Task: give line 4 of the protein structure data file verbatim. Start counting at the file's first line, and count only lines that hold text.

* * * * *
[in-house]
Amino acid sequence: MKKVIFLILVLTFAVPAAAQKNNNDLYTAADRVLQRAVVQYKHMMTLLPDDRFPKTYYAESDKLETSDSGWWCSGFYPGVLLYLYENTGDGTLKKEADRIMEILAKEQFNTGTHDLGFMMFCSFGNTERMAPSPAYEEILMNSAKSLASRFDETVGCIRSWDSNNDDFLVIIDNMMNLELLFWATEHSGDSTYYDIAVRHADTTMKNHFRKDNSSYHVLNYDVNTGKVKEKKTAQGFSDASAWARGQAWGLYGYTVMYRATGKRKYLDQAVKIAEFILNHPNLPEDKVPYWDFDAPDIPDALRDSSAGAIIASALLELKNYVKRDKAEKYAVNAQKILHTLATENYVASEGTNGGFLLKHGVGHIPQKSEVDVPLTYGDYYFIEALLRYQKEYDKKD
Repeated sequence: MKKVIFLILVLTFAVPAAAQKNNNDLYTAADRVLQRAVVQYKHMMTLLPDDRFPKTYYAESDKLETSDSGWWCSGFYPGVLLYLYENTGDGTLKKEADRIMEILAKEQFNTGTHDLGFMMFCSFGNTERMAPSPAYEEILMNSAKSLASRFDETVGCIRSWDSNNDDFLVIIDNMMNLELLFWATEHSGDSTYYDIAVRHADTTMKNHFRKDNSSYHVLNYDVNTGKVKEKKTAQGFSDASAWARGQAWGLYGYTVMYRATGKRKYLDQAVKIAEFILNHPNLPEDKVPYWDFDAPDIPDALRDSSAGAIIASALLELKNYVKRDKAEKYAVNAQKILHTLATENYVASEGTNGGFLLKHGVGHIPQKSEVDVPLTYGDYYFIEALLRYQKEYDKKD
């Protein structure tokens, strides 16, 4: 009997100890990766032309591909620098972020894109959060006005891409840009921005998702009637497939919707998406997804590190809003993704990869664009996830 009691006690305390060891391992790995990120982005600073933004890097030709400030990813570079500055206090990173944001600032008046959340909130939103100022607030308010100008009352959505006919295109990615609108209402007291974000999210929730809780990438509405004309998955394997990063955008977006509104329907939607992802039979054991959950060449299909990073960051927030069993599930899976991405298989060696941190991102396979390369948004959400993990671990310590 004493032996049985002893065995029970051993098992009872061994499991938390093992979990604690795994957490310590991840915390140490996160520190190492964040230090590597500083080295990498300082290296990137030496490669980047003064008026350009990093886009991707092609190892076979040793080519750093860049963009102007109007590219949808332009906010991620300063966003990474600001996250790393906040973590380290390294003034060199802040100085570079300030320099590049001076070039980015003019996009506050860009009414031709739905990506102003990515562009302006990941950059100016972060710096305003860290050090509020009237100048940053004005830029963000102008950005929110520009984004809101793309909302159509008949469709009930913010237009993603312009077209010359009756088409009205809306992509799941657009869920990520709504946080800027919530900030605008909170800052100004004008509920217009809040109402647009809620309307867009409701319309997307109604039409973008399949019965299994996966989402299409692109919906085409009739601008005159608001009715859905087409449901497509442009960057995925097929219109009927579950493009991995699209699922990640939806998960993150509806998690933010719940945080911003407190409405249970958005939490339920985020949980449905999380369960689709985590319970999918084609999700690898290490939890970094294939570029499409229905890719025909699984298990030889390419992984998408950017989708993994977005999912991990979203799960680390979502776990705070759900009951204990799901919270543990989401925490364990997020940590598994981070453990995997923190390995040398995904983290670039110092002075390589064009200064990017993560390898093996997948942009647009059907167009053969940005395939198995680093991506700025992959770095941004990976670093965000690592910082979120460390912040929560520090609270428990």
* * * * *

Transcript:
């Protein structure tokens, strides 16, 4: 009997100890990766032309591909620098972020894109959060006005891409840009921005998702009637497939919707998406997804590190809003993704990869664009996830 009691006690305390060891391992790995990120982005600073933004890097030709400030990813570079500055206090990173944001600032008046959340909130939103100022607030308010100008009352959505006919295109990615609108209402007291974000999210929730809780990438509405004309998955394997990063955008977006509104329907939607992802039979054991959950060449299909990073960051927030069993599930899976991405298989060696941190991102396979390369948004959400993990671990310590 004493032996049985002893065995029970051993098992009872061994499991938390093992979990604690795994957490310590991840915390140490996160520190190492964040230090590597500083080295990498300082290296990137030496490669980047003064008026350009990093886009991707092609190892076979040793080519750093860049963009102007109007590219949808332009906010991620300063966003990474600001996250790393906040973590380290390294003034060199802040100085570079300030320099590049001076070039980015003019996009506050860009009414031709739905990506102003990515562009302006990941950059100016972060710096305003860290050090509020009237100048940053004005830029963000102008950005929110520009984004809101793309909302159509008949469709009930913010237009993603312009077209010359009756088409009205809306992509799941657009869920990520709504946080800027919530900030605008909170800052100004004008509920217009809040109402647009809620309307867009409701319309997307109604039409973008399949019965299994996966989402299409692109919906085409009739601008005159608001009715859905087409449901497509442009960057995925097929219109009927579950493009991995699209699922990640939806998960993150509806998690933010719940945080911003407190409405249970958005939490339920985020949980449905999380369960689709985590319970999918084609999700690898290490939890970094294939570029499409229905890719025909699984298990030889390419992984998408950017989708993994977005999912991990979203799960680390979502776990705070759900009951204990799901919270543990989401925490364990997020940590598994981070453990995997923190390995040398995904983290670039110092002075390589064009200064990017993560390898093996997948942009647009059907167009053969940005395939198995680093991506700025992959770095941004990976670093965000690592910082979120460390912040929560520090609270428990």